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Fam Process. 2003 Spring;42(1):151-64.

Parental values and ethnic identity in indigenous Sami families: a qualitative study.

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  • 1Department of Child and Adolescent Psychiatry, University of Tromsø.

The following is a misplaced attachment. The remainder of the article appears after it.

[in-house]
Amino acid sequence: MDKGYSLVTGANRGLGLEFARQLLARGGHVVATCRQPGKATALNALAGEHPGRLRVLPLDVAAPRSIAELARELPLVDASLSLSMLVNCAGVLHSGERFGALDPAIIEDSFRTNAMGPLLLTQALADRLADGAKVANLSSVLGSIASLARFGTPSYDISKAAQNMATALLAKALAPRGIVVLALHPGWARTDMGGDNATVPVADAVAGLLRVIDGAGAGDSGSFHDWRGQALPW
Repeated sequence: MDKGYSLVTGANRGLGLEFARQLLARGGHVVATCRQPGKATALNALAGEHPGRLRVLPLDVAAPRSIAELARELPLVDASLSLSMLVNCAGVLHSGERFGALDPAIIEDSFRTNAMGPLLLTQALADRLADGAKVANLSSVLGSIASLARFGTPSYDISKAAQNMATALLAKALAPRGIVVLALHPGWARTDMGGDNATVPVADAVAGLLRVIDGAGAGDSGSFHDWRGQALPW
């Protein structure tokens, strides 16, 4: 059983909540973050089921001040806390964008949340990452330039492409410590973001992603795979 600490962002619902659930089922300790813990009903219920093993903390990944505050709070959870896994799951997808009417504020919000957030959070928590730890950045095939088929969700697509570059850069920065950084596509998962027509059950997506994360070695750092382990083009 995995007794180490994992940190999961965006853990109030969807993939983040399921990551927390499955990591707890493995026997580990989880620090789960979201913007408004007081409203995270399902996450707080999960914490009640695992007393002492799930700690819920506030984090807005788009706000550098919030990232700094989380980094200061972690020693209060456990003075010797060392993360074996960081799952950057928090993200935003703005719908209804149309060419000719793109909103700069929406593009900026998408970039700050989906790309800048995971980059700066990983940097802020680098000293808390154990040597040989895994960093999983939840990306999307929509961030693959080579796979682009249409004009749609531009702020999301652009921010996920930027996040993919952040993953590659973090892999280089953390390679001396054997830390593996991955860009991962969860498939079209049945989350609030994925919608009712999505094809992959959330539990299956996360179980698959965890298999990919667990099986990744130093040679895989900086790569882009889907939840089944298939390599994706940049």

The qualitative study reported in this article is part of a larger multimethod investigation of child-rearing practices and child-behavior problems in indigenous Sami and majority Norwegian populations in the Sami core area in Northern Norway. In the primary quantitative study we found significant ethnic differences between Sami and Norwegian parents in various areas of child rearing and family structure. Seeking the deeper cultural meaning underlying the parental practices and attitudes that had emerged in the indigenous Sami group, we performed additional indepth interviews. Four parents, selected from the sample of 134 Sami parents, served as subjects. Giorgi's descriptive phenomenological method was used. Data analysis of the interviews identified seven key consitituents of Sami child rearing, which in their interrelationships formed a common structure that constitutes the results of this study. These constituents were: (1) Independence, (2) Hardiness, (3) Autonomy, (4) Closeness/Love, (5) Sami Language, (6) Sami Traditions, and (7) Extended Family. The first four constituents are constituents pertaining to child-rearing values, while the latter three are contextual constituents, related to the promotion of ethnic identity. The study discusses the contemporary dilemmas and challenges that face Sami families in raising their children. It highlights the phenomenon of cultural transition in minority families as an important topic in family research.

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